The Fitbit electronic pedometer is for people taking baby steps into a fitness.
Since launching the company at a 2008 TechCrunch event, founder James Park says, he has discovered that while Nike and Garmin sell their fitness monitoring products to health and activity nuts, the Fitbit has ended up winning market share with the broad middle of the population, so to speak. "We don't have a very athletic user base," Park says.
The new $99 Fitbit Ultra, launching today, is much the same as the previous product, with one key hardware difference: it has a pressure altimeter, so it can determine when you're climbing stairs (or, in my town, hills).
This is a key metric to track for those trying to improve fitness by walking around, and Park hopes that the Fitbit Ultra will encourage people to climb the equivalent of 10 flights of stairs a day as they're racking up their standard 10,000 steps. The device also measures sleep quality.
The Fitbit, even with the new altimeter, is a relatively blind sensor in an era of increasingly perceptive devices like the Basis (which measures items like body heat and pulse) and especially smartphones, which can measure actual position, not just jiggling.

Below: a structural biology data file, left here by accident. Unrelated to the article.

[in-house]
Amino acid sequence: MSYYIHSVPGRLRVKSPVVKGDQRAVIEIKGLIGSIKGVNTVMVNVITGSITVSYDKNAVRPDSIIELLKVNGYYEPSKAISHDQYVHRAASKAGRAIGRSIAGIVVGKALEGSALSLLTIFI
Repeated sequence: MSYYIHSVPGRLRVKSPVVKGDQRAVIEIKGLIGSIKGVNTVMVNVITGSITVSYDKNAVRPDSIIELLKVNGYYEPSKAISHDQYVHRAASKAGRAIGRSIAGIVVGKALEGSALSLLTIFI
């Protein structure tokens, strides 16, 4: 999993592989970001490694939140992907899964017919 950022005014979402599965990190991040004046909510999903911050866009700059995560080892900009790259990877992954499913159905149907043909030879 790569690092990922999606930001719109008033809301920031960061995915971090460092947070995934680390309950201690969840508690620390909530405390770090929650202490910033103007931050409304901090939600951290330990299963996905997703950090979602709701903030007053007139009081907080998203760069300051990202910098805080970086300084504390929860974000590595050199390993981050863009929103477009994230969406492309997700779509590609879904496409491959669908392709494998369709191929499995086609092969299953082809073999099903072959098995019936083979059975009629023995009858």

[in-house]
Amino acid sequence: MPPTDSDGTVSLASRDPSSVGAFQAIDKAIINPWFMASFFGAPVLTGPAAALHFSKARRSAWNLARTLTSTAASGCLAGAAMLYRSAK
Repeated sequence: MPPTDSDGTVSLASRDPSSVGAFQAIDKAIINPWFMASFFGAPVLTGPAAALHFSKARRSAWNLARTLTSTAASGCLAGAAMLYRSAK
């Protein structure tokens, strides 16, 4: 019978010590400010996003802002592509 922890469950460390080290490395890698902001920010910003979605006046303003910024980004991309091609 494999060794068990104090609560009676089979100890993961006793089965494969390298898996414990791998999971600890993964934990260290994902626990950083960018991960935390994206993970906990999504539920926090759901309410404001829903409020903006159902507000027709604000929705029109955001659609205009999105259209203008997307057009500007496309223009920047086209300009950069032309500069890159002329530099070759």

But Park says there will always be a market for a clip-based device like his. People don't wear their phones all the time, and especially not when they sleep. (The Fitbit comes with a wristband so it can measure your movements overnight.) Also, Park says, measuring altitude indoors is difficult with GPS sensors; and Wi-Fi geolocation doesn't yield altitude.
"We see our devices and phones working together," he says, and indeed the Fitbit can feed data to a workout-based smartphone app like RunKeeper.
Park says the company has been cashflow positive at points, but Fitbit is spending down its $12.5 million in funding to develop new products, so it isn't at the moment. Still, the business works, he says, because despite the high costs of building a hardware company, "it's easier to convince people to pay for hardware than software."